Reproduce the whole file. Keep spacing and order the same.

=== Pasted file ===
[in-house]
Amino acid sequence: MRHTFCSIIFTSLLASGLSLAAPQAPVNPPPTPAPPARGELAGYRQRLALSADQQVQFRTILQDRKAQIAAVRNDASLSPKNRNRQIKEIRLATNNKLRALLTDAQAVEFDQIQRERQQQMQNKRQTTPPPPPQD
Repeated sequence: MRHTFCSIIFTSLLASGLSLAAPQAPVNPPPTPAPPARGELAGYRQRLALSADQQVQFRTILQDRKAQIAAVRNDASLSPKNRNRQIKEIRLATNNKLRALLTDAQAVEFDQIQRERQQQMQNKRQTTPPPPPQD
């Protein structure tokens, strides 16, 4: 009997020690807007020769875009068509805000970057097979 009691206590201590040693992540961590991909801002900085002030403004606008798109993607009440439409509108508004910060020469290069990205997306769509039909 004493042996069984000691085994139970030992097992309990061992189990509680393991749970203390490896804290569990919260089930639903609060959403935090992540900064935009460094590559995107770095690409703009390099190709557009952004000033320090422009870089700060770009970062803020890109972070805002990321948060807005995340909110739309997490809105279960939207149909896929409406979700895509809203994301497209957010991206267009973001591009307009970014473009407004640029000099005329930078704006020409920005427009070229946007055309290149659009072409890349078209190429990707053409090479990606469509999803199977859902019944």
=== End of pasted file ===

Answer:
[in-house]
Amino acid sequence: MRHTFCSIIFTSLLASGLSLAAPQAPVNPPPTPAPPARGELAGYRQRLALSADQQVQFRTILQDRKAQIAAVRNDASLSPKNRNRQIKEIRLATNNKLRALLTDAQAVEFDQIQRERQQQMQNKRQTTPPPPPQD
Repeated sequence: MRHTFCSIIFTSLLASGLSLAAPQAPVNPPPTPAPPARGELAGYRQRLALSADQQVQFRTILQDRKAQIAAVRNDASLSPKNRNRQIKEIRLATNNKLRALLTDAQAVEFDQIQRERQQQMQNKRQTTPPPPPQD
């Protein structure tokens, strides 16, 4: 009997020690807007020769875009068509805000970057097979 009691206590201590040693992540961590991909801002900085002030403004606008798109993607009440439409509108508004910060020469290069990205997306769509039909 004493042996069984000691085994139970030992097992309990061992189990509680393991749970203390490896804290569990919260089930639903609060959403935090992540900064935009460094590559995107770095690409703009390099190709557009952004000033320090422009870089700060770009970062803020890109972070805002990321948060807005995340909110739309997490809105279960939207149909896929409406979700895509809203994301497209957010991206267009973001591009307009970014473009407004640029000099005329930078704006020409920005427009070229946007055309290149659009072409890349078209190429990707053409090479990606469509999803199977859902019944």